Counting the cost: financial scrutiny of the Department for Transport 2011-12 - Transport Committee Contents


5 Conclusion

31.  In our report on Transport and the economy we called for the DfT to publish a strategy to explain what the Government aims to achieve by spending money on transport and how its policies support these aims.[47] The department dismissed our recommendation, pointing us to the lists of actions in the business plan.[48] The business plan is a useful and informative document but it does little more than list transport policies and target dates for implementation. It sits in a strategic vacuum and can easily be overtaken by events. For example, the sudden rash of extra investment in transport projects announced by the Chancellor of the Exchequer was not anticipated in the business plan.

32.  New in post, Ms Greening told us that an overall transport strategy would emerge from work on the sustainable framework for aviation, rail reform and the review of the Highways Agency: "You will see the overall strategy emerge over the period that those processes take to come to fruition".[49] She later said:[50]

I recognise that the development of [a] holistic vision for transport that draws all the various threads together into one space may have some value and will be considering the benefits of such an approach.

Our scrutiny of the DfT's annual report and the financial information it publishes reinforces our view that an overall strategy for transport is needed. The paucity of information about performance in the annual report is because there is no agreed way of measuring the department's performance, except to tick off completed actions in the business plan. It might be thought that the various indicators chosen by the department are a way of measuring performance, but the DfT does no more than publish the bare data. It has not explained why the indicators matter or in which direction the Government would like them to go. Answering these questions would go a long way to providing the DfT with a strategy. We were pleased to see that the new Secretary of State saw the force in our argument and is considering the benefits of drawing up an overall strategy. We recommend that the DfT publish an overall strategy for transport, preferably in or alongside the next departmental annual report.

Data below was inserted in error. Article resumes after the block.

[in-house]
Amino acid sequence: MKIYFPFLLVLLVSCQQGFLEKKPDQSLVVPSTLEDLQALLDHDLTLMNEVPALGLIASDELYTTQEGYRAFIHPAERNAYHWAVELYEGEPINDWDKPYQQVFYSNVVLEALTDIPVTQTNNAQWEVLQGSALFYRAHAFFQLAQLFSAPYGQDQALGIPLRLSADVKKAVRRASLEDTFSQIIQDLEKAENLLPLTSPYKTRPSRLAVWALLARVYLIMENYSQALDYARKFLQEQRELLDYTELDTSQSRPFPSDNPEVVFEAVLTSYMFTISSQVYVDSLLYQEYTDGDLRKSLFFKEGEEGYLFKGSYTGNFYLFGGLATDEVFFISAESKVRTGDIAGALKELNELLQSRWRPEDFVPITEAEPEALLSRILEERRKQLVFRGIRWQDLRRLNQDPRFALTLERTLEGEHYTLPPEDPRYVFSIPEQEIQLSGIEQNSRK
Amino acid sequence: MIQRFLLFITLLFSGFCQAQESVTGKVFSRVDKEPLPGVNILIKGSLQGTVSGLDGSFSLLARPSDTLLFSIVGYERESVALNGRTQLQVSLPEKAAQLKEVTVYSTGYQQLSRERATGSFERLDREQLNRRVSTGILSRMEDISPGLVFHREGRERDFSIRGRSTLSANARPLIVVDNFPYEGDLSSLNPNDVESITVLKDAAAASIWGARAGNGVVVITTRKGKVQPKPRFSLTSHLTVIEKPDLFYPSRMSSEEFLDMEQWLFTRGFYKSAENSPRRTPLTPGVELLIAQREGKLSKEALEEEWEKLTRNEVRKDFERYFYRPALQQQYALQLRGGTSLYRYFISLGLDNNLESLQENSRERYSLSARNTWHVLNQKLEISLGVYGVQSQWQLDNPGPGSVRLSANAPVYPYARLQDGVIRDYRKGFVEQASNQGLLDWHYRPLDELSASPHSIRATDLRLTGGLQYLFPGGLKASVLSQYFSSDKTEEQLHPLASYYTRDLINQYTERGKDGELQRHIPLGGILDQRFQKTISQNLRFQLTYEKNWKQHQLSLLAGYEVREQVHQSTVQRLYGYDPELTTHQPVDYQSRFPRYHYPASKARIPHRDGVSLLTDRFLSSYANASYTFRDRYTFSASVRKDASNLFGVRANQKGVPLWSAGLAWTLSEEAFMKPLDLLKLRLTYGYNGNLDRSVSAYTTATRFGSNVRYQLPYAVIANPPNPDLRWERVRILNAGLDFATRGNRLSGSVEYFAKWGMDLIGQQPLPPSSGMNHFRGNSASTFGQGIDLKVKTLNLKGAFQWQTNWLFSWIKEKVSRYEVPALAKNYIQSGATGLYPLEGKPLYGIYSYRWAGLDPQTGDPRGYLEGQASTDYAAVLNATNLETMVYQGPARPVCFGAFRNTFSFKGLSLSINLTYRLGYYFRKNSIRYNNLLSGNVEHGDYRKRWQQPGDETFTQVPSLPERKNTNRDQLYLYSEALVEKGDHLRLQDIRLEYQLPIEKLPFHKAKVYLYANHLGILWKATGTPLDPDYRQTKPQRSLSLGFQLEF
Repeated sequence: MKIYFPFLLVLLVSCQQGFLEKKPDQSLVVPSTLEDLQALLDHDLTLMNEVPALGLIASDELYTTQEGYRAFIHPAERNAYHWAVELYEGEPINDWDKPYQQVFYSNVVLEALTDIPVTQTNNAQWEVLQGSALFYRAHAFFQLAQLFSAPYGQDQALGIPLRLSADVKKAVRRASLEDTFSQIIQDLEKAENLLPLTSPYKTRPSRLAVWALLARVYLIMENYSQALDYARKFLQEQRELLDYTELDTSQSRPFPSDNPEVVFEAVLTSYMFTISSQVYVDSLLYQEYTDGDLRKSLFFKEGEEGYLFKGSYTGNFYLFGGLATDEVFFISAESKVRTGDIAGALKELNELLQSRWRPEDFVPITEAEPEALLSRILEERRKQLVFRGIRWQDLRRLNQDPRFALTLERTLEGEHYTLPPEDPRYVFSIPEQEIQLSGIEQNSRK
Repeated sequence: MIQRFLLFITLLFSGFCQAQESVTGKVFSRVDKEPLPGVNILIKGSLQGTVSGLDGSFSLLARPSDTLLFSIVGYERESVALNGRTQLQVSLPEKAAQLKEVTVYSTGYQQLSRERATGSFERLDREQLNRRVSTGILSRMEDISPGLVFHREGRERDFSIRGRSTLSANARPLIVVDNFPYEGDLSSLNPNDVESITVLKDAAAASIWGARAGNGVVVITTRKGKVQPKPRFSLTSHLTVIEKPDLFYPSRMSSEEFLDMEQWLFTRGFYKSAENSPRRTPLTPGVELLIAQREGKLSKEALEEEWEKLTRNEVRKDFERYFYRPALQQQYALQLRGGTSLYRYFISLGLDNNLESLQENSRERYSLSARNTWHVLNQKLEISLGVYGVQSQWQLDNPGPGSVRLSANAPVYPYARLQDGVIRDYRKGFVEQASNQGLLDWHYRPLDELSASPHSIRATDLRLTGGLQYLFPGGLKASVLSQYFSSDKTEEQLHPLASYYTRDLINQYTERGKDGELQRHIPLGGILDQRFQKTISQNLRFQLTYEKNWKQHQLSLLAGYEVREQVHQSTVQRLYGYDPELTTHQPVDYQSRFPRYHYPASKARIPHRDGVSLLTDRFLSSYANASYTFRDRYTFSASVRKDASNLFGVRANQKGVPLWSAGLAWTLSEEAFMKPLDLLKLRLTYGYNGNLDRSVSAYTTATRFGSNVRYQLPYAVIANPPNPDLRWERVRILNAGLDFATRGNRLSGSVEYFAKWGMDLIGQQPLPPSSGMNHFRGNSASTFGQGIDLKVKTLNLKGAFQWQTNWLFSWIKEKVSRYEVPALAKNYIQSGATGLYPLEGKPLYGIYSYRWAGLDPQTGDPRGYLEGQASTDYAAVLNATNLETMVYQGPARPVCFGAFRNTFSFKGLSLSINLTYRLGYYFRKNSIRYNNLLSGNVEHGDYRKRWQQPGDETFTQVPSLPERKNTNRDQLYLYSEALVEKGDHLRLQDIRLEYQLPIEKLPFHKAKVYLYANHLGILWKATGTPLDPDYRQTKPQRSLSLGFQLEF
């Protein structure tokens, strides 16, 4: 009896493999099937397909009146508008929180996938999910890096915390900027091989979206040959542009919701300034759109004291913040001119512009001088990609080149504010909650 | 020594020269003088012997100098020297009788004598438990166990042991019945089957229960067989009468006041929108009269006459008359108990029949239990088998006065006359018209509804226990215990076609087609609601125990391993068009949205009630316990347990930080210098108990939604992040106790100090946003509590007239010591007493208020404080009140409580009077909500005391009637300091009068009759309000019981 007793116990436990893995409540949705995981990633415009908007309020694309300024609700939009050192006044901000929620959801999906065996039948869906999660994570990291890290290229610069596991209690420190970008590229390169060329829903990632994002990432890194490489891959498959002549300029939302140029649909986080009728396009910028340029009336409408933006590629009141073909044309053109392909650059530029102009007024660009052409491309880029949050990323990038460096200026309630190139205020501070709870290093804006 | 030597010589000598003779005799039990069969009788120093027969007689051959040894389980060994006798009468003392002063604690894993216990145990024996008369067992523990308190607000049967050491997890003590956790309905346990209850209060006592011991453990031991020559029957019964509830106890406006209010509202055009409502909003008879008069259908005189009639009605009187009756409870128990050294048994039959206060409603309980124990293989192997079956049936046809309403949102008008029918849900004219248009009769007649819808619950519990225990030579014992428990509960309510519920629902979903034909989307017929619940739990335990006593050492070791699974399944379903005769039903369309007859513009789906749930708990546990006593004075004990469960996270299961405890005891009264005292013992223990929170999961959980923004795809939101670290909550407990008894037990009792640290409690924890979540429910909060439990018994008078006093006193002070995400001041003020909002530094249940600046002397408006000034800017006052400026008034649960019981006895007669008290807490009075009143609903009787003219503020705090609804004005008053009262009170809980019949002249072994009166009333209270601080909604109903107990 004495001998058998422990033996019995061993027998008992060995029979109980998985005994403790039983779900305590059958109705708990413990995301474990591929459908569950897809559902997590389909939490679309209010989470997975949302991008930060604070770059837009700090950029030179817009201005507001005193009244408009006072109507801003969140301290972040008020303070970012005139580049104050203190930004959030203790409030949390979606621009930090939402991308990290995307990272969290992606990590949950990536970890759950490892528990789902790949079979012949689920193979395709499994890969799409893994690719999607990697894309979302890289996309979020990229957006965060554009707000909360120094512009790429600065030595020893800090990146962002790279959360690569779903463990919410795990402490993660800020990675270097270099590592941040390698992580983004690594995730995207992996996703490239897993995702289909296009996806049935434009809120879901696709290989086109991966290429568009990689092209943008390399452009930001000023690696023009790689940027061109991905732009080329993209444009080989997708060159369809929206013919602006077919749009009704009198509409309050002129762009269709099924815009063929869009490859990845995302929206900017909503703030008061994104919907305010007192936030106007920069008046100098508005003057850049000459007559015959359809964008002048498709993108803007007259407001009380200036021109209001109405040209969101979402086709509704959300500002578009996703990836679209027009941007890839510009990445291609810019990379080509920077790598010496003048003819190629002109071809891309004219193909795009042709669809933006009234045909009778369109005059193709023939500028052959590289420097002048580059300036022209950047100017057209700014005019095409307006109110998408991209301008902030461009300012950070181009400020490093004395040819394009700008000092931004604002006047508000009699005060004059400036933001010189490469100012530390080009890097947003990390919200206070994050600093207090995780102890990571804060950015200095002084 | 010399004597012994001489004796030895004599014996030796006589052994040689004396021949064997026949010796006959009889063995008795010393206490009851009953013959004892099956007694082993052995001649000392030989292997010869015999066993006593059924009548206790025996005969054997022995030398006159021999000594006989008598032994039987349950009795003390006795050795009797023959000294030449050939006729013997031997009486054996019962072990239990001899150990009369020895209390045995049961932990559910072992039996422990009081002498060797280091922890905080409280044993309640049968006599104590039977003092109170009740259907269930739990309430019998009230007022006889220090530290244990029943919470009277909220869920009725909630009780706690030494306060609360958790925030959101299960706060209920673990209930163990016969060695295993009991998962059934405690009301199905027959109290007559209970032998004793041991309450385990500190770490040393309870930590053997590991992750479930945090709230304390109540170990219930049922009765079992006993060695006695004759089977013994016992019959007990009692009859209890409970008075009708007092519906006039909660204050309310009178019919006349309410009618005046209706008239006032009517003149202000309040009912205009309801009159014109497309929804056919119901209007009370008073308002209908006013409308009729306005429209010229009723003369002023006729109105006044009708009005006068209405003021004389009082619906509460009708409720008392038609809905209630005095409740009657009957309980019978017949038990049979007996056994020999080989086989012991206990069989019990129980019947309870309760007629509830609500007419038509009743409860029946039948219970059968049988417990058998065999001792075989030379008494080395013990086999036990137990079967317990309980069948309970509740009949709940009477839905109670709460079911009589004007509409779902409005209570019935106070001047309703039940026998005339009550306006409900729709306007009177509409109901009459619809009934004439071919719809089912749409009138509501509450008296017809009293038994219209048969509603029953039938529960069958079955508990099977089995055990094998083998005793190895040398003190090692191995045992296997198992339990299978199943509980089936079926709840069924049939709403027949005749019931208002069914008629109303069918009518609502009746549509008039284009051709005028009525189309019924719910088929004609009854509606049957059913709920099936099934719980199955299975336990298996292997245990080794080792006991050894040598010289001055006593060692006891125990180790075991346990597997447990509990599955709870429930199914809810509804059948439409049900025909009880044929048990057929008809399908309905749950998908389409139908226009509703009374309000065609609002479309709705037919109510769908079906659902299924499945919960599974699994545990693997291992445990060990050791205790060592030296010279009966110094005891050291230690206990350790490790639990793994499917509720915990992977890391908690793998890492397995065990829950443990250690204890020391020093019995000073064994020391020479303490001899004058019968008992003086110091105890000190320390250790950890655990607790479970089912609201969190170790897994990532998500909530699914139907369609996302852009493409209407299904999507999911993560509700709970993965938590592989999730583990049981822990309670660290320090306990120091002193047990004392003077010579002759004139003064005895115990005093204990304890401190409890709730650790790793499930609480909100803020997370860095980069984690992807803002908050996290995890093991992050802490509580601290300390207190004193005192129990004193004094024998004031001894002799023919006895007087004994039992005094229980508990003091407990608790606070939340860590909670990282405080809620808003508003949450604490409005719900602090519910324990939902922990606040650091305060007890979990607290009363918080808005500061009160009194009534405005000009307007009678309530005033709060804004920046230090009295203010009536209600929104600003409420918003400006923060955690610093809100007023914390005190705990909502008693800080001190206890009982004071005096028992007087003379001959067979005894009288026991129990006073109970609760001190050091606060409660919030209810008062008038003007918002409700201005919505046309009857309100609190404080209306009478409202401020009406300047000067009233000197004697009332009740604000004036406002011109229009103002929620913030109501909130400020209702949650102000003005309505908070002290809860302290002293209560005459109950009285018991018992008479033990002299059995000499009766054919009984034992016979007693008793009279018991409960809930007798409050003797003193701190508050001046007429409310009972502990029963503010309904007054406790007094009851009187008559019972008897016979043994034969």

47   Transport and the Economy, paragraphs 42-43. Back

48   Transport Committee, Transport and the economy: Government response to the Committee's Third Report of Session 2010-12, Fourth Special Report of 2010-12, HC 962, pp4-5. Back

49   Q16. Back

50   Ev 28. Back


 
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Prepared 23 February 2012